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by Sheree-Anita Shearer | Associate Writer
After hundreds of years of slavery and even more still, before gaining its Independence, Jamaica is still filled with reminders from that particular time in its history. One of these reminders is the many great houses across the island, some yet to be discovered.
Today, most of these great houses are popular historical attractions for both tourists and locals alike. It seems to be an unwritten rule that schools must bring their students to a great house at some point during the school year.
It will be impossible to list all the great houses in Jamaica, but I will share a little about a few of them.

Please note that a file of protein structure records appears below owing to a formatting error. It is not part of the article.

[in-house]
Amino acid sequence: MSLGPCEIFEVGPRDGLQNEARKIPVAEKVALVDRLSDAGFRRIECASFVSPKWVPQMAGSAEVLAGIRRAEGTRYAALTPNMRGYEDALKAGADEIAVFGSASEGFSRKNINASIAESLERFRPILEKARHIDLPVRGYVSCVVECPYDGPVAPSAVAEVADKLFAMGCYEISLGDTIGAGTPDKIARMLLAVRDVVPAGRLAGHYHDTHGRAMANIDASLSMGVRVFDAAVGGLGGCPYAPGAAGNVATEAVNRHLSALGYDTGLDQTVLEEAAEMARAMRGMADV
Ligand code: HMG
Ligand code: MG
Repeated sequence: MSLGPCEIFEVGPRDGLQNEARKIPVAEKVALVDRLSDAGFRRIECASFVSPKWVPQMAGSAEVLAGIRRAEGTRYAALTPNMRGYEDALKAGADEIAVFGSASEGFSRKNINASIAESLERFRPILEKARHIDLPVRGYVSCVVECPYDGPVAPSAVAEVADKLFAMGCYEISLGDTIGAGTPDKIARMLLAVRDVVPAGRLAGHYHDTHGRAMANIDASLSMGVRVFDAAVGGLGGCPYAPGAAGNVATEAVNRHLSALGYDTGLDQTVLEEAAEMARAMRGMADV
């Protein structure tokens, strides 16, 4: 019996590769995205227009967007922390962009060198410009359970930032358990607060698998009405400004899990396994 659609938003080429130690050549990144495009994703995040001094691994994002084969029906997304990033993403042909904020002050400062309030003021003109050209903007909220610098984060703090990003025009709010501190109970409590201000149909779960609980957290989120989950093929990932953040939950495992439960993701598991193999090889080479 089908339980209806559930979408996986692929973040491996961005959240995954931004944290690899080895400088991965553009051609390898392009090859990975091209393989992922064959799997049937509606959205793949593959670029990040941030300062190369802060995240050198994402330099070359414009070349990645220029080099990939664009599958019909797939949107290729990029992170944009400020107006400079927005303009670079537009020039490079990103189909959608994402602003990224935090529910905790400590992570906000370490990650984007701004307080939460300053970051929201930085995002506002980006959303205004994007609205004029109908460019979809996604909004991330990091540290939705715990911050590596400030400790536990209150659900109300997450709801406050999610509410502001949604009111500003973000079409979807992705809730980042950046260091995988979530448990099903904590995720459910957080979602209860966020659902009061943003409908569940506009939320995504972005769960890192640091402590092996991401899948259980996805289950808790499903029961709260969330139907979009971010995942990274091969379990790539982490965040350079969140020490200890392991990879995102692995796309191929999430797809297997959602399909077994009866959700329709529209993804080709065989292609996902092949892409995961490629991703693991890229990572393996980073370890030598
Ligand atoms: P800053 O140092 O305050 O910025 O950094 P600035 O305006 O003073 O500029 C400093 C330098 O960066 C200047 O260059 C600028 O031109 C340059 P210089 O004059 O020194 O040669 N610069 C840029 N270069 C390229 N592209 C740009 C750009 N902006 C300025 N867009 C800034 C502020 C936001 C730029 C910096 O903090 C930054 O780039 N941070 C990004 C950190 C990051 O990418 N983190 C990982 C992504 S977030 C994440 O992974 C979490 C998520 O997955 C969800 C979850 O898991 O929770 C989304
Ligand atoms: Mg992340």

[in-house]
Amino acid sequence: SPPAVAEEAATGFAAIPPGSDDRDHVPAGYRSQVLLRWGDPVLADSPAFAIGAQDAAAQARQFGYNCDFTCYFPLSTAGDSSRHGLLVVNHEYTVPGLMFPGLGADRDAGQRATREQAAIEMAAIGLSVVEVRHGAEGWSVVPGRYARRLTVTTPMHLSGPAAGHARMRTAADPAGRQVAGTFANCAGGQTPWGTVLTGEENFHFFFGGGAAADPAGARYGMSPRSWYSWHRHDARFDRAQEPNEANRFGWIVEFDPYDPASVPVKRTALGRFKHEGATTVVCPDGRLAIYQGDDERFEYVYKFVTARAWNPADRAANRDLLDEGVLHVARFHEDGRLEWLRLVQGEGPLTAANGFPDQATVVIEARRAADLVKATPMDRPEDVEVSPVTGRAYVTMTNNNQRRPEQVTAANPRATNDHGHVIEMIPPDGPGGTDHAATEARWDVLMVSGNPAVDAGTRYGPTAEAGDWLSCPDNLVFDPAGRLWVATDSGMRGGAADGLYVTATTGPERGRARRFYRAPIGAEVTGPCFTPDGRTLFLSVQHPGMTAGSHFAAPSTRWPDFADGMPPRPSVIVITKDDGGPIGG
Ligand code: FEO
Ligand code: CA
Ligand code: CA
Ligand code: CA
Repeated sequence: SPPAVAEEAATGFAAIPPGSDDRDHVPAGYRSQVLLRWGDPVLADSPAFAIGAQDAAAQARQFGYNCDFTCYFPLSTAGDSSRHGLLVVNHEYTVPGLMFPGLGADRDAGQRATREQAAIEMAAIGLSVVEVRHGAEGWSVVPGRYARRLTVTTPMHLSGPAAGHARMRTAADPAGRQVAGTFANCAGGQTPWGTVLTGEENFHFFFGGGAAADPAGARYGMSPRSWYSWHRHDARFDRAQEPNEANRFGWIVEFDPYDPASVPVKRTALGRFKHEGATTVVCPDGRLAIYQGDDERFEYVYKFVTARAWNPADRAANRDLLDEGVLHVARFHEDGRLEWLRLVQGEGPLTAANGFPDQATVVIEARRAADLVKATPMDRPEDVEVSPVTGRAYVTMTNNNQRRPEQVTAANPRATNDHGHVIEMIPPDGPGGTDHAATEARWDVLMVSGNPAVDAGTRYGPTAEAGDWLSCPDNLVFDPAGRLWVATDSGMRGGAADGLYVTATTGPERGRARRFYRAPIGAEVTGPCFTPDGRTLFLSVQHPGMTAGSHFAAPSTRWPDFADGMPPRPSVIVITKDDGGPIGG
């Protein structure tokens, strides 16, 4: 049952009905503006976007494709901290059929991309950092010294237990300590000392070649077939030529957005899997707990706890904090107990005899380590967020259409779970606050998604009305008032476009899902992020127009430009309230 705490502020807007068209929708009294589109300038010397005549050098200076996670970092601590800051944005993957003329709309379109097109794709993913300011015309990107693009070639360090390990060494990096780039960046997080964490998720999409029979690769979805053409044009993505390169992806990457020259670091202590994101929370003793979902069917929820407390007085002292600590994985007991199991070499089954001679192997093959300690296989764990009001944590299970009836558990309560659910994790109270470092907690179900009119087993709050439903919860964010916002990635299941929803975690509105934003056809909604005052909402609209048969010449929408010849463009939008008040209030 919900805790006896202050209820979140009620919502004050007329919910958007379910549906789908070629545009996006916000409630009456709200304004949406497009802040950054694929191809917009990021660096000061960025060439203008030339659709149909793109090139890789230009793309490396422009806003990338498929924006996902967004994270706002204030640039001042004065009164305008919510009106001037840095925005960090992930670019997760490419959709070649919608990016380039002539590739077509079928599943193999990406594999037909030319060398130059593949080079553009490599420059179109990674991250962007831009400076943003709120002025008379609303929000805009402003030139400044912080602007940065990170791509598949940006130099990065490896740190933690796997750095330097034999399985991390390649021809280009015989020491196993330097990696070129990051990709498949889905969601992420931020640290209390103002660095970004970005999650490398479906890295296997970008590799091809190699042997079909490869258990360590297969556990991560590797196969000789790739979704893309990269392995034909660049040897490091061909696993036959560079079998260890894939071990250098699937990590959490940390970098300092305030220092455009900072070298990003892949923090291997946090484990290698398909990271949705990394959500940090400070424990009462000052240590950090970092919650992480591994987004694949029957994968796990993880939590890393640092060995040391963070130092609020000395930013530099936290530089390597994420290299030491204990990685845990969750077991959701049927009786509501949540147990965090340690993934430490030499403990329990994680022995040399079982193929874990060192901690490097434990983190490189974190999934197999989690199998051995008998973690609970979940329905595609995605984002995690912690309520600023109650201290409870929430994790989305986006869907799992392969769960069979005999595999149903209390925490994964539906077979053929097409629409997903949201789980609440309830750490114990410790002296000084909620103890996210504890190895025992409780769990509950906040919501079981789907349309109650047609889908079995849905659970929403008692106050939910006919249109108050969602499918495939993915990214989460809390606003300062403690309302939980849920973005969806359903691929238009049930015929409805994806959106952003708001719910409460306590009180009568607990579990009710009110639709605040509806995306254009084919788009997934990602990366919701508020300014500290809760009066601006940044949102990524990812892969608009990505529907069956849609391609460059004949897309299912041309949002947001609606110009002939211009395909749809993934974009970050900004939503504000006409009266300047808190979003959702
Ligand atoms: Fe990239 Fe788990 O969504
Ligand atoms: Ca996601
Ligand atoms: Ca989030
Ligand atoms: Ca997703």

How many great houses are there in Jamaica?
I don’t think we will ever find them all, but the current number is 30. Most of those that were found, did not stand the test of time and were pretty much destroyed by the time they were found. The various rebellions did not bode well for these Plantation houses either.
Who built great houses in Jamaica?
Well, who built them? The enslaved persons of course. But who were they built for is another question. These great houses were built as the residence for the Plantation owner or overseer in charge of the property.
These buildings were built on the highest part of the land in most cases for two reasons. One, the bigger your house is, the more evident your wealth and success was and two, it is easier to see all the work that is being done from the comfort of your verandah.
What did Great Houses in Jamaica look like?